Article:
Those jams resulted in the band's first record, titled Volume 1. Initially put together in an attempt to get a slot at Australia's Big Day Out festival, the record would be released on tape in December 1999 by Rock Street Journal, an Indian magazine that sent the tape out to its 30,000 subscribers. In those days downloading wasn't an option and Indian rock music spread through word of mouth and cassette and tape trading.

When the tape came out, there were no faces on the cover, just a picture of Marine Drive," says Kamath. "A lot of people had no idea who it was ... I remember meeting friends who would ask me if I've checked out this European band doing some amazing stuff called Bombay Black."

Reactions were mixed. The rock and metal underground rejected the record, unable to understand it and unwilling to accept the use of samples and computers. But as the music spread and the band went on to play across the country, they found that there was an audience for this sort of music. Alongside the brickbats and the bottles thrown on stage, they met musicians and fans who were blown away by what they heard. The two poles were perfectly exemplified by their performance at the Great Indian Rock (GIR) competition held in Goregaon, Mumbai in 2000, a competition they won.

“The organisers got massively criticised for that because ‘these guys are not even rock, how can they win’,” laughs Bharadwaj. “We got bottled and someone accused us of playing CDs onstage.”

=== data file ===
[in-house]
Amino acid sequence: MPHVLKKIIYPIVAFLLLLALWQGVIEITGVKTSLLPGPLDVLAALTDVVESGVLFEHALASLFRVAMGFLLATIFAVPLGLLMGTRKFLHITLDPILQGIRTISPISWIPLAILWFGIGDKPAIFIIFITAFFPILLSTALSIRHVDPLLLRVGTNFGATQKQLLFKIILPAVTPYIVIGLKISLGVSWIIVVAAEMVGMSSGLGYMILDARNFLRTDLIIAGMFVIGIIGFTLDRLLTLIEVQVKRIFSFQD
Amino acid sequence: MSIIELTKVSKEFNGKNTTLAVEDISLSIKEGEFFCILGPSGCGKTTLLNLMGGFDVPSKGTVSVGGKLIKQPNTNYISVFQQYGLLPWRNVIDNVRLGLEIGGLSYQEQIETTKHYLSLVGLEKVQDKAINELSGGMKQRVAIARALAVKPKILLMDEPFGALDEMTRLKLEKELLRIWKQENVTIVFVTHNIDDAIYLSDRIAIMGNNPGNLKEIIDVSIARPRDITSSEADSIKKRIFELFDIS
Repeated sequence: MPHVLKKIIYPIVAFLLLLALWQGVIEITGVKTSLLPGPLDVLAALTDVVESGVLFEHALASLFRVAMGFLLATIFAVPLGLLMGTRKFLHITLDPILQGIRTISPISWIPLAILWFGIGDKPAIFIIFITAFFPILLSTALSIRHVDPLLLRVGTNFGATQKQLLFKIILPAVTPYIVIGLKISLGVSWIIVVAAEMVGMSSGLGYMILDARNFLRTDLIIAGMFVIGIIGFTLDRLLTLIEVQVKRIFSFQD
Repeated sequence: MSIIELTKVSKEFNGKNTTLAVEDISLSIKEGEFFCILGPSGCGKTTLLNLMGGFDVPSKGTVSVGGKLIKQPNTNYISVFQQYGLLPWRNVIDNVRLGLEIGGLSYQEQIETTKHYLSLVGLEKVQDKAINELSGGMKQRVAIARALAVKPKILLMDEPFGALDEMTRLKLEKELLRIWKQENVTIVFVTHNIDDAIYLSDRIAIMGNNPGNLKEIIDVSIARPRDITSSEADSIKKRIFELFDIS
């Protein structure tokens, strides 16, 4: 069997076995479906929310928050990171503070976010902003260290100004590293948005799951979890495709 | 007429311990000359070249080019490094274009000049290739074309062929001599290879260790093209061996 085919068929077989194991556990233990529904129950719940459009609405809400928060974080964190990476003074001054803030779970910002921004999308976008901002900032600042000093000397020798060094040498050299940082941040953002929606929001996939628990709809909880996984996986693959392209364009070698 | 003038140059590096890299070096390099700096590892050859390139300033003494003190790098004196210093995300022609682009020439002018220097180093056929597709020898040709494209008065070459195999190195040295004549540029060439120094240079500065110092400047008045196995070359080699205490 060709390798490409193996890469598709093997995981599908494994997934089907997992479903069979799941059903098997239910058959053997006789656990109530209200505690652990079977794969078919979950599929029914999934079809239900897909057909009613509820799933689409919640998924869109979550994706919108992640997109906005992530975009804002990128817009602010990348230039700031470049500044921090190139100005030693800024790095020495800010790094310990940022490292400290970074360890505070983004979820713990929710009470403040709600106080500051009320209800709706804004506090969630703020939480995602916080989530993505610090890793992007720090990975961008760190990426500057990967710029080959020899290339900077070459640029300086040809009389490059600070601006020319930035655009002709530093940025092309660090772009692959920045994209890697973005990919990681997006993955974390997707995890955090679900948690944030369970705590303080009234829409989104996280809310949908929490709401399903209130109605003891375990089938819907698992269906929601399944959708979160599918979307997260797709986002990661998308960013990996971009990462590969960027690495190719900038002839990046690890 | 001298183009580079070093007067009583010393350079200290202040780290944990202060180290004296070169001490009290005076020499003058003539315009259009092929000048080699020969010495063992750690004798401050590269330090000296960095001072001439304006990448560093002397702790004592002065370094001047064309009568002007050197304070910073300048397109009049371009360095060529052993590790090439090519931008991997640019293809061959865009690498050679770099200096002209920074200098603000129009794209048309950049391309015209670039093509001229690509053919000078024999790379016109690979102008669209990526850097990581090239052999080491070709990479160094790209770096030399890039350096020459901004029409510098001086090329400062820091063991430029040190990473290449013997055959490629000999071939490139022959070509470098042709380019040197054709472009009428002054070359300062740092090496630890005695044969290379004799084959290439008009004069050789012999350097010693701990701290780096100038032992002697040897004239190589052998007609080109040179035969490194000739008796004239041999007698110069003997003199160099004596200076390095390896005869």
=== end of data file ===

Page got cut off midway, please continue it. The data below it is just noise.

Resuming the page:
“But at the same time, there were a lot of people who enjoyed the songs,” adds Kamath. “Especially the elder guys – [popular rock band] Rock Machine, [GIR organiser] Amit Saigal – they said that you’re the only guys doing something worth representing India to the rest of the world.”

Their victory at GIR took the band to Los Angeles in 2001, where they opened for Aerosmith and performed at Levi's Inland Invasion Festival, alongside bands like Incubus, The Offspring and Weezer. It was a big deal for an Indian band to play in the US. On their return, they recorded their second album – Volume II. The album had a more pop sound and was acclaimed critically, but by 2003 the members had drifted apart.

“We’d gone to America, opened for this festival and then we were back to playing a small club like Jazz By The Bay and getting paid peanuts,” explains Kamath. “We thought we’d hit the peak of what the underground scene offered us but we’re still here scrounging around trying to make a living and it isn’t happening.”